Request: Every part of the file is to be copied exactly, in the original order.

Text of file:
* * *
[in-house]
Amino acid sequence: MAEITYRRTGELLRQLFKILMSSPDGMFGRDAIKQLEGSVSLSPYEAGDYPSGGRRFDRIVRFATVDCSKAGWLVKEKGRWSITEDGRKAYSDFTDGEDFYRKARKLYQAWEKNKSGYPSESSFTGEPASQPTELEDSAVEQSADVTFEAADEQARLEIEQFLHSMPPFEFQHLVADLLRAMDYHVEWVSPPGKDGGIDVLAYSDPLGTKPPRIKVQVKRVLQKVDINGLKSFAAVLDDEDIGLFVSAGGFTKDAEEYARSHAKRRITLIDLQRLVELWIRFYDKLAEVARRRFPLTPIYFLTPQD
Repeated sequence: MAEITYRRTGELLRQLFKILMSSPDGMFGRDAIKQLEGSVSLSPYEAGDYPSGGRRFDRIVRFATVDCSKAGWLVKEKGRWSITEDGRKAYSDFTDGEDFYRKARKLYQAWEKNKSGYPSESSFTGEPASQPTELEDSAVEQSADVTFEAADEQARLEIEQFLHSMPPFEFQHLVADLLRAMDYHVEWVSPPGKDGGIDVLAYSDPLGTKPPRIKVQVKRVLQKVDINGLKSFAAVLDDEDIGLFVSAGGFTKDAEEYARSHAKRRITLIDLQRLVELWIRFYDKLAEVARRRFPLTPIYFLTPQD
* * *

[in-house]
Amino acid sequence: MAEITYRRTGELLRQLFKILMSSPDGMFGRDAIKQLEGSVSLSPYEAGDYPSGGRRFDRIVRFATVDCSKAGWLVKEKGRWSITEDGRKAYSDFTDGEDFYRKARKLYQAWEKNKSGYPSESSFTGEPASQPTELEDSAVEQSADVTFEAADEQARLEIEQFLHSMPPFEFQHLVADLLRAMDYHVEWVSPPGKDGGIDVLAYSDPLGTKPPRIKVQVKRVLQKVDINGLKSFAAVLDDEDIGLFVSAGGFTKDAEEYARSHAKRRITLIDLQRLVELWIRFYDKLAEVARRRFPLTPIYFLTPQD
Repeated sequence: MAEITYRRTGELLRQLFKILMSSPDGMFGRDAIKQLEGSVSLSPYEAGDYPSGGRRFDRIVRFATVDCSKAGWLVKEKGRWSITEDGRKAYSDFTDGEDFYRKARKLYQAWEKNKSGYPSESSFTGEPASQPTELEDSAVEQSADVTFEAADEQARLEIEQFLHSMPPFEFQHLVADLLRAMDYHVEWVSPPGKDGGIDVLAYSDPLGTKPPRIKVQVKRVLQKVDINGLKSFAAVLDDEDIGLFVSAGGFTKDAEEYARSHAKRRITLIDLQRLVELWIRFYDKLAEVARRRFPLTPIYFLTPQD